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Gary Kubiak is a 'straight shooter' -- and that's exactly what Broncos needed

ENGLEWOOD, Colo. --Why has Gary Kubiak been the right man at the right time for the Broncos?

It starts with the fact that his players always know where he stands, whether it's with his openness about the state of the quarterback position last year or each player's status on the team. And that honesty is universal; it doesn't matter whether a player is atop of the depth chart or the last man on the roster, fighting to stay in the league.

"He's a straight shooter," said inside linebacker Brandon Marshall. "He ain't going to lie to you. He's going to keep it real, man. I definitely respect that. I think we all do."

Kubiak's interaction with his players is more along the lines of what you'd expect from a position coach, working with a smaller group.

"He's going to shoot you straight -- straight like a position coach. Usually, a position coach is someone you've got a relationship with," running back C.J. Anderson said. "My relationship with Kub is not as strong as it is with [Running Backs Coach] Eric Studesville, just because I'm around 'E' more than I'm around Kub. But Kub is going to shoot you straight."

Anderson might not have the role he has now if Kubiak hadn't done that. The coach is tough, but fair. He doesn't always tell his players what they want to hear; he conveys what they need at the right moment, whether it's an admonishment, an "Attaboy," or somewhere in between.

"I've had him pull me in and say, 'Hey, man, you need to lose weight, and when you lose weight, you can do this,'" Anderson said, "and I've had him pull me in and say, 'Hey, man, you're playing outstanding; keep doing what you're doing.' I've had it both ways."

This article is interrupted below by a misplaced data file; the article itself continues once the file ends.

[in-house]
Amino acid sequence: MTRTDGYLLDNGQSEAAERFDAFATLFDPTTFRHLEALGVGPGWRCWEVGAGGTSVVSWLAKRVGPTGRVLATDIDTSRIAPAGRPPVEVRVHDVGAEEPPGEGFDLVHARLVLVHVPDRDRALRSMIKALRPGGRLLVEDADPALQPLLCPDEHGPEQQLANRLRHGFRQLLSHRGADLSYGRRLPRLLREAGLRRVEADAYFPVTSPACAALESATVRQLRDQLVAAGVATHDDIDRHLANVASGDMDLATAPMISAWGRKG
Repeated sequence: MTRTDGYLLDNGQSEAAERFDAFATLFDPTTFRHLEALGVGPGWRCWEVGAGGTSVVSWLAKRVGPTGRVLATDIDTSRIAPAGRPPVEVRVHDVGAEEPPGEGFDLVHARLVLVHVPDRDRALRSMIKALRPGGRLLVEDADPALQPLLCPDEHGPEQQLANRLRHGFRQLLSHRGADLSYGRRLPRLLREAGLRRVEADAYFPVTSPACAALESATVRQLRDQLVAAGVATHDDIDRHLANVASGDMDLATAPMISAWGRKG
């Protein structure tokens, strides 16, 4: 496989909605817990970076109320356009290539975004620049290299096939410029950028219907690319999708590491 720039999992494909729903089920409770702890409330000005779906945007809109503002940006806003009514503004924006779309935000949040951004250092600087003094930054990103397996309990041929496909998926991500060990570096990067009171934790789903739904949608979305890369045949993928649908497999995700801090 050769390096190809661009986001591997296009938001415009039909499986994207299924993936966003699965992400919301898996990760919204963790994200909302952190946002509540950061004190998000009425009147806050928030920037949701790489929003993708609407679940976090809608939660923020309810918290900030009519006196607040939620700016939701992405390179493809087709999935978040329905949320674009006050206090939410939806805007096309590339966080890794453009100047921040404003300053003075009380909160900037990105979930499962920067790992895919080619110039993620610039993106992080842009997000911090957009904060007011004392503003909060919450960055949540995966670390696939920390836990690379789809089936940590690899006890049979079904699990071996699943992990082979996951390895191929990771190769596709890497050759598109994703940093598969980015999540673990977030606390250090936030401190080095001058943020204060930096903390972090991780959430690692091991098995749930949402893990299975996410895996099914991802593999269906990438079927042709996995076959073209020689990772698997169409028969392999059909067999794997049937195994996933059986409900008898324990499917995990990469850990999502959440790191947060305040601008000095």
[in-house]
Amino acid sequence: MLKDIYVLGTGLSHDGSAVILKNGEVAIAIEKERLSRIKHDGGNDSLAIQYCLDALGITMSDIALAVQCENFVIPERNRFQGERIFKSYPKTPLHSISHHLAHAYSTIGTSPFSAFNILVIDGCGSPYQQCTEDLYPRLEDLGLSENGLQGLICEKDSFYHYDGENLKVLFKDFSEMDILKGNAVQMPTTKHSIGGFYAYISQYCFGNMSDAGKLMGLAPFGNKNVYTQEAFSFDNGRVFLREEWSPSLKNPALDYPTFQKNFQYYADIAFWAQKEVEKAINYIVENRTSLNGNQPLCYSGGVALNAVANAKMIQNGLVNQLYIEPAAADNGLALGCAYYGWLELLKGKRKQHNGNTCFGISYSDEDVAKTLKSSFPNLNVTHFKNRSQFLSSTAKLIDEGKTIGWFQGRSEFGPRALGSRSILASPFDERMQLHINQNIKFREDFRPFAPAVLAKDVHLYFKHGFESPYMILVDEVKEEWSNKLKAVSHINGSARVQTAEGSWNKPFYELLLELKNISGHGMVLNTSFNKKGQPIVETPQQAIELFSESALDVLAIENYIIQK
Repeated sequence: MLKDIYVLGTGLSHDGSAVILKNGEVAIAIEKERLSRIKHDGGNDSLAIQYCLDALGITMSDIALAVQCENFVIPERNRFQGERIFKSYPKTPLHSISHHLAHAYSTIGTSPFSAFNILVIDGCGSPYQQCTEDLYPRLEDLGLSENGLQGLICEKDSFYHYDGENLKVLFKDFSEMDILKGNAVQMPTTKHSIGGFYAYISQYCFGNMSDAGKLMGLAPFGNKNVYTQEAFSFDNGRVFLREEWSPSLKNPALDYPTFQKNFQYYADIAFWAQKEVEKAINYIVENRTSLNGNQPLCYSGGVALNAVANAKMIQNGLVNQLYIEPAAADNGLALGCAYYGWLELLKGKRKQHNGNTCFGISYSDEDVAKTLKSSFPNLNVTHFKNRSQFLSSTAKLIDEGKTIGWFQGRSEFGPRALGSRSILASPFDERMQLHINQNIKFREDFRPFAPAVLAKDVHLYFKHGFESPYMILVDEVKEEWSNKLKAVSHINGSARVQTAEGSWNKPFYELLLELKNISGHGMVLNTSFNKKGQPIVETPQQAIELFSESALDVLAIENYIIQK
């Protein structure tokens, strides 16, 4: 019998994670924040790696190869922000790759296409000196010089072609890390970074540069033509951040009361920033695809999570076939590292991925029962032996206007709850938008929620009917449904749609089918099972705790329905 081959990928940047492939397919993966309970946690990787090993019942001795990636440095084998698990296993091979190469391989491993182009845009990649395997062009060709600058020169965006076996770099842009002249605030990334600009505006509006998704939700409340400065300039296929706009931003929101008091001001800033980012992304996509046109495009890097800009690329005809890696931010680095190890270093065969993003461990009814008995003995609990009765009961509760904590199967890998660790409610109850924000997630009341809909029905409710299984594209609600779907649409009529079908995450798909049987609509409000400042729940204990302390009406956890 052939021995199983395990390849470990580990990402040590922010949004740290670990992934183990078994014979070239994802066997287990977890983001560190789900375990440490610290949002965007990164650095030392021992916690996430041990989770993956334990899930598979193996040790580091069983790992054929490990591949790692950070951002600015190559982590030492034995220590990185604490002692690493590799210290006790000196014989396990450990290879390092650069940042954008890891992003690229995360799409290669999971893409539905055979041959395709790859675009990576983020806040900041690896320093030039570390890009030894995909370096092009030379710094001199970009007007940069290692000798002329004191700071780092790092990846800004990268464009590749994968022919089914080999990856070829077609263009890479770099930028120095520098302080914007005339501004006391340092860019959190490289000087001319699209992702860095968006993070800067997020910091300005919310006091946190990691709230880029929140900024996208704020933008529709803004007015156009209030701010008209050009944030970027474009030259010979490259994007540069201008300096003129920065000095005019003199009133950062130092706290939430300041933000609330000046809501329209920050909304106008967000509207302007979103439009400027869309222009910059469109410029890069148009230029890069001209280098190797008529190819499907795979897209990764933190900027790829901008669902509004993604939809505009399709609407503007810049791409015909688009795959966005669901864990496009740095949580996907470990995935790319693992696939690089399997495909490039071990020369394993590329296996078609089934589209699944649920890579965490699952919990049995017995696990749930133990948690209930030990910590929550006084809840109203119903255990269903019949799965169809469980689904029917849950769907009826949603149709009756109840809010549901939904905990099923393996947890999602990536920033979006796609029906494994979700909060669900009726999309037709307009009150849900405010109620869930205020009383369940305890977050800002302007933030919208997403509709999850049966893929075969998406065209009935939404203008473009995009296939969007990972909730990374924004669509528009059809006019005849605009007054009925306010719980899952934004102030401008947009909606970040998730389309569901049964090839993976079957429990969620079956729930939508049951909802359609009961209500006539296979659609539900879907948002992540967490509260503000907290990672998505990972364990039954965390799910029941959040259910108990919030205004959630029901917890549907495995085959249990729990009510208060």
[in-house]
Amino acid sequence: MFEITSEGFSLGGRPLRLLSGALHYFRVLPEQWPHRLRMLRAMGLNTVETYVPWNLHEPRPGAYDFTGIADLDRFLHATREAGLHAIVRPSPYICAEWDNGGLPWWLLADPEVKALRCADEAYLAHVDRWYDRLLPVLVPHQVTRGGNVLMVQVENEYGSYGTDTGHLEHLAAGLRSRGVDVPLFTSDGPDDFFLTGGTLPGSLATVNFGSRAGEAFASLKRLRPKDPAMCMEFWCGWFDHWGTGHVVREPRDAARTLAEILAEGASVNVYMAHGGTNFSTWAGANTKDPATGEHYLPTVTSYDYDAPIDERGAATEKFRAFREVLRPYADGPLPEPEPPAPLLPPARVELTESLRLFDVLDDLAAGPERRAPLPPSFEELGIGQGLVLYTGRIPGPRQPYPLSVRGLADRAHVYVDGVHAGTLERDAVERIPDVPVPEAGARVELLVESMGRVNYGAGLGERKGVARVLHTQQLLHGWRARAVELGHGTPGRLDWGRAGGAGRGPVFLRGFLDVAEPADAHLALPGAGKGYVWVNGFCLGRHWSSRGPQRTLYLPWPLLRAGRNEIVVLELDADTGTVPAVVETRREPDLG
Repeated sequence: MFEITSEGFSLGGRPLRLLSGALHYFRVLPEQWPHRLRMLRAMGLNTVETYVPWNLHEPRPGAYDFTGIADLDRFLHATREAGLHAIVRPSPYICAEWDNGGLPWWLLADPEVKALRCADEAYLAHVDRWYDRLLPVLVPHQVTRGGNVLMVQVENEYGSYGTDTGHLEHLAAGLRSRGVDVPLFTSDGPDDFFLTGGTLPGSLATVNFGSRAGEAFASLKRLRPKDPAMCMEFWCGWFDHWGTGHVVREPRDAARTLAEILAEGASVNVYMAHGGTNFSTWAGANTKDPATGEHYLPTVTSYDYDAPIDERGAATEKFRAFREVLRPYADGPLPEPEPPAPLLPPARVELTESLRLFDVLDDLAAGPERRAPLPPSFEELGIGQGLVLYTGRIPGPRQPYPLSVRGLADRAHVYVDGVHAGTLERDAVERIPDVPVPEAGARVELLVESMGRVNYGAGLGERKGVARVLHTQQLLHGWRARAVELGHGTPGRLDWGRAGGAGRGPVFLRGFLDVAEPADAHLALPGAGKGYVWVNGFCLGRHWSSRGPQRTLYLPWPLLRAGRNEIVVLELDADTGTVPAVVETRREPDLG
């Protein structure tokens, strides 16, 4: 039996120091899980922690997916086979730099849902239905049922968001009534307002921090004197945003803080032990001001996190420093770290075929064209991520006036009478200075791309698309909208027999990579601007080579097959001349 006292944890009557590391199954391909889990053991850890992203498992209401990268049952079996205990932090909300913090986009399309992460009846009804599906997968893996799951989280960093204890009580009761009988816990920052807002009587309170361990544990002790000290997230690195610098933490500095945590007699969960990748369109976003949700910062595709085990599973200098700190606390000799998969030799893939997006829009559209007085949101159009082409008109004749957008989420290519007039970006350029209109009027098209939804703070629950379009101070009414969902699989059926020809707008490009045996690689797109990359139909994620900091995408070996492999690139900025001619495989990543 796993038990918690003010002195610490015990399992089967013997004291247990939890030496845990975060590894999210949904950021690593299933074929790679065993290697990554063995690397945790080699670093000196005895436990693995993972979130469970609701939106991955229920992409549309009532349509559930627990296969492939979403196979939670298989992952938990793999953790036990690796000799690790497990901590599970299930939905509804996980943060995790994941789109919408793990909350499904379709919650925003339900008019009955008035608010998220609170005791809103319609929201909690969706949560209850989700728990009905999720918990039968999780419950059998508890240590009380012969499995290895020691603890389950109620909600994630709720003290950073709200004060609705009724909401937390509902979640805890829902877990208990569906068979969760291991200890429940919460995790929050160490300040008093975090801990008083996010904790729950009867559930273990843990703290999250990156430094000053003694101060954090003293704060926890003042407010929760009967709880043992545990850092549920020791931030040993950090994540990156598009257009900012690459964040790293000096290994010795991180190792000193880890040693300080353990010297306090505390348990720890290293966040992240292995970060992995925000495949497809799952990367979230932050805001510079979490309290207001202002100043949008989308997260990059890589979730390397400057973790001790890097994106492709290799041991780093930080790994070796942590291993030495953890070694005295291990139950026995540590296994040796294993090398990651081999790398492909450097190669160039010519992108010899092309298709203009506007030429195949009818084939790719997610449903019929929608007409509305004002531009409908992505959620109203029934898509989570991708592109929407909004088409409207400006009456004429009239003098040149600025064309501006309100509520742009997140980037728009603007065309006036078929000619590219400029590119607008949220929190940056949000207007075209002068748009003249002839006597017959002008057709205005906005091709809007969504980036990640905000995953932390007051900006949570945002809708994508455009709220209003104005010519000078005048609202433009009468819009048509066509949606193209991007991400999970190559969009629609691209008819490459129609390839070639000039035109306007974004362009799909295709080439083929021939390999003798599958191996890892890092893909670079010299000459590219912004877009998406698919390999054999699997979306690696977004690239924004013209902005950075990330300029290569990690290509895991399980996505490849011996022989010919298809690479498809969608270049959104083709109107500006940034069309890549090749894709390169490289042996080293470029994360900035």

Kubiak doesn't do mind games.


"As a player, he leaves no gray area in going, 'Ahh, man, if I don't play well, then this is going to happen,' or, 'If I'm messing up, this is going to happen.' He doesn't leave that gray area in your head at all," Anderson said. "You know that he's expecting something from you, and he's telling you what he's expecting."

And because Kubiak has such unwavering honesty in conveying his expectations, he was able to provide Marshall exactly the assurance he needed earlier this month when he kneeled for the national anthem to call attention to social injustice.

Marshall knew when he walked into the meeting that whatever Kubiak told him would be the honest, straight-shooting truth -- and that when Kubiak offered his support of Marshall's First Amendment right to express his view, it was as strong as steel.

Of course, Marshall knows that support comes with a caveat: don't let it affect the team, or your play.

"I could see if I was in here, distracting the locker room, if I was playing terribly on the field, I think those are two things [that would cause Kubiak to say], 'What's going on, B?'" Marshall said.

"I'm not disrespecting him personally or anybody personally," he added. "I think as long as I'm not disrespecting Kub as a man or anybody on the team, I think he's fine with it -- as long as I do my job."

And that, too, underscores another aspect of Kubiak's stewardship -- that the team comes first. Players are individuals, with a diverse collection of interests, backgrounds and perspectives. But staying together as a unit comes first.

And a massive reason why the team is unified is because each player knows where he stands with his coach.

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